I am aware that Rummuser has a core of regular readers who enjoy insights into his life and thoughts. As his nephew I thought you might like to hear about him from a different perspective, perhaps giving you an angle on his personality you have not seen before?
Where do I start? Ramana is my Periappa. Literally translated, my ‘big daddy.’ Meaning my fathers eldest brother, Or my uncle!
My first (and lasting) memory of my Periappa was in 1987 (I think) when my father first took the family to India. I would have been 6 years old. When Periappa first saw me he picked me up in the strongest and most affectionate bear hug I had ever felt. Growing up in Scotland, where the culture is more reserved and less demonstrative, this came as quite a shock to me. Here was a man who had never met me squeezing me like a long lost son. I later understood this is exactly how he felt. At the time I simply exchanged notes with my brother as to how strong Periappa’s hug was!
My next memory comes from Periappa’s visit to our family home in Scotland. Here I saw his generosity- paying for taxis when we normally had to wait for a bus, buying me cans of coke before a meal, which mother would never permit! Happy days for a young boy. I also learnt that he can snore as loud as he can squeeze! He also endlessly amused me by his liberal use of the word “bugger”, again not permitted in the family home. “you cheeky bugger”, “bugger off” “silly bugger” (mostly justified when aimed at me!)
As I have grown up I have made more and more trips to India. On arriving to see Periappa I am always greeted the same way, as if I had never left. Although my body is now able to withstand the bear hug. Despite having spent very little time together Periappa’s unconditional love, warmth and generosity towards me has never wavered. It is an amazing thing. Arriving on the doorstep of a family member I had not seen in 6 years in Scotland would most probably not provoke the same reaction! However I am his younger brother’s son, and seemingly automatically qualify to be treated as if I was his own.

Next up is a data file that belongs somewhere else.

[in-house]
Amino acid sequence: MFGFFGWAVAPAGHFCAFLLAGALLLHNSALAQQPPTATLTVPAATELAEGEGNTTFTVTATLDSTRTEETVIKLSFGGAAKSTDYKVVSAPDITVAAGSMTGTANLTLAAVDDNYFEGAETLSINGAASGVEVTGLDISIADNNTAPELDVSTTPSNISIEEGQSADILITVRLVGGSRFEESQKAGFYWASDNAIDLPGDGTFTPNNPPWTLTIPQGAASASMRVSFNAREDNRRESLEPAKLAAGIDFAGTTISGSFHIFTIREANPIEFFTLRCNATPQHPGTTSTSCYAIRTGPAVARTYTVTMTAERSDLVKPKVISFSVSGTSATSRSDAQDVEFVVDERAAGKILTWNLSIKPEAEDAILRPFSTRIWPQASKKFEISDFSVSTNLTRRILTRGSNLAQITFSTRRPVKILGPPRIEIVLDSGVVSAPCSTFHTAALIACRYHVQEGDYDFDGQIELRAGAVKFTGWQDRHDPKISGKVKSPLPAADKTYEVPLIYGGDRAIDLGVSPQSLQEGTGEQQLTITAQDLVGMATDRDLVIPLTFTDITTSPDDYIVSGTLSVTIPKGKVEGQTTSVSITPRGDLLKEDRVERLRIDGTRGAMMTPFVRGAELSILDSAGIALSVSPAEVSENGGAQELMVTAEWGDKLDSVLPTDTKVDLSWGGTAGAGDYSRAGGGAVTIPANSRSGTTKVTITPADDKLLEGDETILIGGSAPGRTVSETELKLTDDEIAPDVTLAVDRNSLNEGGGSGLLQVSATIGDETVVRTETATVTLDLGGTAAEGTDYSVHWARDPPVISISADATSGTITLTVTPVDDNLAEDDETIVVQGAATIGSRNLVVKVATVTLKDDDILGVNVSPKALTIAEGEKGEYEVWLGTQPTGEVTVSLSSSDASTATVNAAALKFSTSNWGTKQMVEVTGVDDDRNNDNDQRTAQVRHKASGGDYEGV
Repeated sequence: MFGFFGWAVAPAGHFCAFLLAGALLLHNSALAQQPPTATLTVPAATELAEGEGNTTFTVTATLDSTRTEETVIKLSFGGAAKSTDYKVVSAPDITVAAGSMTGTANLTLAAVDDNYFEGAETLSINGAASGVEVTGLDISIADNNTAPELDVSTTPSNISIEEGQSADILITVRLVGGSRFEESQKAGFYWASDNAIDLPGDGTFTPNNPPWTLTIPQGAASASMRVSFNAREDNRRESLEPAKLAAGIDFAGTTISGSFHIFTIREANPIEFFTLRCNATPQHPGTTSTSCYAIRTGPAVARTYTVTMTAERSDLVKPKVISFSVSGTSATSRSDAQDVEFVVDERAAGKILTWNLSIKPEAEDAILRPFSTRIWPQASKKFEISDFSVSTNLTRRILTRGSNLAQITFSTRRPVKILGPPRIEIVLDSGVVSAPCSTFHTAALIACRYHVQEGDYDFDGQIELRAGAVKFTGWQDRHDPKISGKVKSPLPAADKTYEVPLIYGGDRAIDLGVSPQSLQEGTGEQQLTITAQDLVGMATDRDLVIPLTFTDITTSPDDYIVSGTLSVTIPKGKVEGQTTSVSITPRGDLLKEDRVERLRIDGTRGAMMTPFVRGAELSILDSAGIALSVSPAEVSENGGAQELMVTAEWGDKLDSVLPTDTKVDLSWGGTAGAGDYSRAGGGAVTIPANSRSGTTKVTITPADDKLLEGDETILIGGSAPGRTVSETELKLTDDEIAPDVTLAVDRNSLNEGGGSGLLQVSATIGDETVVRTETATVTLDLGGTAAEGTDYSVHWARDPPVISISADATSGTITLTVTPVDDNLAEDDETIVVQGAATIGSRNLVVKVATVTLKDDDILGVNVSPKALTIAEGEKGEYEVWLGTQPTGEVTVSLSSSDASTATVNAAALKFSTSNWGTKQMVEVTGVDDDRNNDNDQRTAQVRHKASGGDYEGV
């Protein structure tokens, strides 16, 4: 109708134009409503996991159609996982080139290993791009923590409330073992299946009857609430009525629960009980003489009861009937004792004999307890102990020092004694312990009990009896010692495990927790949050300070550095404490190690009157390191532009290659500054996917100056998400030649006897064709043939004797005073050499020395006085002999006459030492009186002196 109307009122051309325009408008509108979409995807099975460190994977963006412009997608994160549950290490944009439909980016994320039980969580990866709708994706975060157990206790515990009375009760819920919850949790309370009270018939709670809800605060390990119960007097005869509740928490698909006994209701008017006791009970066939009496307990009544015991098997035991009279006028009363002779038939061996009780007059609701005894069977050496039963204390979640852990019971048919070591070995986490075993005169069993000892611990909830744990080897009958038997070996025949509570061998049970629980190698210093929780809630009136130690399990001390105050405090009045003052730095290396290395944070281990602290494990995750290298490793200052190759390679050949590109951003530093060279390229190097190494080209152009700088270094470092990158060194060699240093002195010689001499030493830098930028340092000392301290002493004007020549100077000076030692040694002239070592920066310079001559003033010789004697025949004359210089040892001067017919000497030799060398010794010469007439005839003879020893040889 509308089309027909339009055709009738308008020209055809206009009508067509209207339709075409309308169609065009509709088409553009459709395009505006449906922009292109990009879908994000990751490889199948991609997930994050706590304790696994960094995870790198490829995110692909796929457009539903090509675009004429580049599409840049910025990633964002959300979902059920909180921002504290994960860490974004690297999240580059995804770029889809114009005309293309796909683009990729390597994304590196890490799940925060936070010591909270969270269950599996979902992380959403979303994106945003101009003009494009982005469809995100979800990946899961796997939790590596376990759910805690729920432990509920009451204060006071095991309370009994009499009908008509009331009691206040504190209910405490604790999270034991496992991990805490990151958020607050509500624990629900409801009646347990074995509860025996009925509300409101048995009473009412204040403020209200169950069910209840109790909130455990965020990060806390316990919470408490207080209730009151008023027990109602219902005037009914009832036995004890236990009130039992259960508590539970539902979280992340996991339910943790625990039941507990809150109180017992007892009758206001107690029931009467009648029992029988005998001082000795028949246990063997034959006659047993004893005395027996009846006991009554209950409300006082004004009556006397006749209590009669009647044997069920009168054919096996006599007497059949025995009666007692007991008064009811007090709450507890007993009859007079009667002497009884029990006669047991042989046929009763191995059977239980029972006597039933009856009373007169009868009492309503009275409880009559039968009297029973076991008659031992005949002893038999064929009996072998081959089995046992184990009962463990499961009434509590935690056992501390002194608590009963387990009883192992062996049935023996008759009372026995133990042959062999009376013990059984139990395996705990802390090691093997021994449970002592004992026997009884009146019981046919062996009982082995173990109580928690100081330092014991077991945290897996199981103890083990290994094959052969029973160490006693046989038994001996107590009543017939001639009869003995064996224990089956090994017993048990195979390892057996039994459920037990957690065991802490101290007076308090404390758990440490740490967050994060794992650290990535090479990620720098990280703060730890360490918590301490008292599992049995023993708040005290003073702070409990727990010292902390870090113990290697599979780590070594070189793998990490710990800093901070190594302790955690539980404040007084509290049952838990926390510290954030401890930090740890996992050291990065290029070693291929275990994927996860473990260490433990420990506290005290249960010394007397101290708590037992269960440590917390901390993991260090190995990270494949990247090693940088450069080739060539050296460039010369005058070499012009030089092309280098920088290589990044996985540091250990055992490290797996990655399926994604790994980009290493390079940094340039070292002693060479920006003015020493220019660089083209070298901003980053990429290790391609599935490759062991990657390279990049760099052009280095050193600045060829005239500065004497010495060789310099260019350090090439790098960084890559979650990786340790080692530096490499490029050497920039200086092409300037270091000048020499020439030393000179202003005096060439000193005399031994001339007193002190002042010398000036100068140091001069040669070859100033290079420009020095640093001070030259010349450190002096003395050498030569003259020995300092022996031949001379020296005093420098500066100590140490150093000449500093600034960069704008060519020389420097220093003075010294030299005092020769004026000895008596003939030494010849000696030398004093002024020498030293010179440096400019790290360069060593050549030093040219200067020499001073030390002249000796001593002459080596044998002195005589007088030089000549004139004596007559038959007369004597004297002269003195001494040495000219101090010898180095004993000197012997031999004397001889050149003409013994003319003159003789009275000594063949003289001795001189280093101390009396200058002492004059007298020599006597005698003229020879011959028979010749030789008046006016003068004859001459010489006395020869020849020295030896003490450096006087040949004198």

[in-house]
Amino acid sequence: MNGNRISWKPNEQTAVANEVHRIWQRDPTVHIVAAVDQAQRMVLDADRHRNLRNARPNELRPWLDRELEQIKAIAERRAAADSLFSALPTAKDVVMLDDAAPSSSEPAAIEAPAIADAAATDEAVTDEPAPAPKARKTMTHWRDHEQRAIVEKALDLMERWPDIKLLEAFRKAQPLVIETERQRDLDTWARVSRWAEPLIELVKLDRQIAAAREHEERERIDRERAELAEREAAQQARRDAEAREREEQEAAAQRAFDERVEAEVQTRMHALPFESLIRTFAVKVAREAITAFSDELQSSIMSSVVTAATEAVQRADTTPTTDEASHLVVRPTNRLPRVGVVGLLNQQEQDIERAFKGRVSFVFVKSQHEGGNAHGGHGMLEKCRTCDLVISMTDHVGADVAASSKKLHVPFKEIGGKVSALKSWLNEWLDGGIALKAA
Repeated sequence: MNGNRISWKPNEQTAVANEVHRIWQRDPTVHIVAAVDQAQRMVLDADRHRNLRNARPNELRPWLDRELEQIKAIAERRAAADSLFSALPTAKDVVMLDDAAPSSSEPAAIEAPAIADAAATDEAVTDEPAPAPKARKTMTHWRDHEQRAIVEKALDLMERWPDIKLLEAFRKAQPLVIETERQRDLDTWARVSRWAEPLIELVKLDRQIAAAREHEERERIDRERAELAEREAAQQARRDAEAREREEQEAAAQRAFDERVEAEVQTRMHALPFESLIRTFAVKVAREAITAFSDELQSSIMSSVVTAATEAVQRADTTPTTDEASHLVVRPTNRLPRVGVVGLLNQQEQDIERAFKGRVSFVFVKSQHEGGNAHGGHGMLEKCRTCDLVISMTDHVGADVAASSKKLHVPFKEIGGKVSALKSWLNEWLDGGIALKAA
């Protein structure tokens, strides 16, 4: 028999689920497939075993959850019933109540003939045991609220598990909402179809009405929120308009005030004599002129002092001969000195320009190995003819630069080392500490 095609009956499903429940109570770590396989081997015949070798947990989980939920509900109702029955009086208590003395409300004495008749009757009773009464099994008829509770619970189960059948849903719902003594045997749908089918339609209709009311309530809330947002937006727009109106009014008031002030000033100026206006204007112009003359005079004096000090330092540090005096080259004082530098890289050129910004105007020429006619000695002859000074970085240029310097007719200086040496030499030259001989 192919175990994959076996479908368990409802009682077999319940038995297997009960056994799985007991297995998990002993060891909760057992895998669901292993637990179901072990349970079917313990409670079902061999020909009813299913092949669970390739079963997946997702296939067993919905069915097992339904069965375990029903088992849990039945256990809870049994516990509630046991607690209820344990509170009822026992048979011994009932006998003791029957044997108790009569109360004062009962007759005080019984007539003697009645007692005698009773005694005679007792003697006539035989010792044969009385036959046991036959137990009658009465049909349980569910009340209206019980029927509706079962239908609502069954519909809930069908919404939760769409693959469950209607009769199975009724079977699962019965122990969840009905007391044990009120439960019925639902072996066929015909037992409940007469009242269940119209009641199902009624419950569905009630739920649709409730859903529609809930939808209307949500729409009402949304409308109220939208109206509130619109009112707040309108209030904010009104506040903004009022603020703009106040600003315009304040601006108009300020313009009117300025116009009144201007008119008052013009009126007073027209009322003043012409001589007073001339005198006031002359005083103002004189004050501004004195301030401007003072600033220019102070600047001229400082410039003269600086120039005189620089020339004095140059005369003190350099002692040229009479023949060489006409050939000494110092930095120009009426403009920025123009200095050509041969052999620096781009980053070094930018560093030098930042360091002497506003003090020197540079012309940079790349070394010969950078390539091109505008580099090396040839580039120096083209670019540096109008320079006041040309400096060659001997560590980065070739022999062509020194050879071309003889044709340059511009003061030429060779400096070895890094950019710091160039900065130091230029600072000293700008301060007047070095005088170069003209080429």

With Periappa there is very little formality, in fact it is frowned upon. “How is work? How is Hannah? How is the flat? How was the flight? Where did you fly from?”- none of these (very British, I believe) tools of small talk are required- we proceed straight to the wise cracks, joking insults or the latest cricket score.
Nor, dare I say, should one attempt to politely ask if you can stay for lunch. Or wait to be asked if you would like to stay for lunch. If you are in Periappa’s house you are having lunch there. To suggest otherwise, or imply that you may have to ask, would be an insult. The food is excellent, by the way. I can recommend his dal, which I expect I am eating in this picture.
The other incredible thing about Periappa is his iron will. If he wants to quit drinking, he will. Permanently. Smoking too. And meat, for that matter. With the minimal of fuss. He also cares for his elderly father (my grandfather) on a daily basis. Cooking, cleaning, running around after him, everything. British culture these days would have him packed off to an institution in no time. Indian culture is different, and so is Periappa. I have seen him literally dripping with sweat in the heat of the Indian sun washing up dishes his father has used, as his father goes back to his seat to rest. Then come the quips, jibes, criticisms from the old man. How he has not been decapitated by now I do not know. Periappa it seems, also has the patience of angels. Here is a picture of the three generations on the sofa!
So there is my short insight into what it is like to have Rummuser as an uncle! Love, warmth, generosity. Caring for family placed above all else. But done with an informality and sense of humour to make visits both relaxing and enjoyable. Finally, here is a picture my wife Hannah took of Periappa’s daily walk in the park with one of his friends. That photograph says a lot about Periappa’s concern for his friends too.
Children are like wet cement. Whatever falls on them makes an impression.
~ Dr. Haim Ginott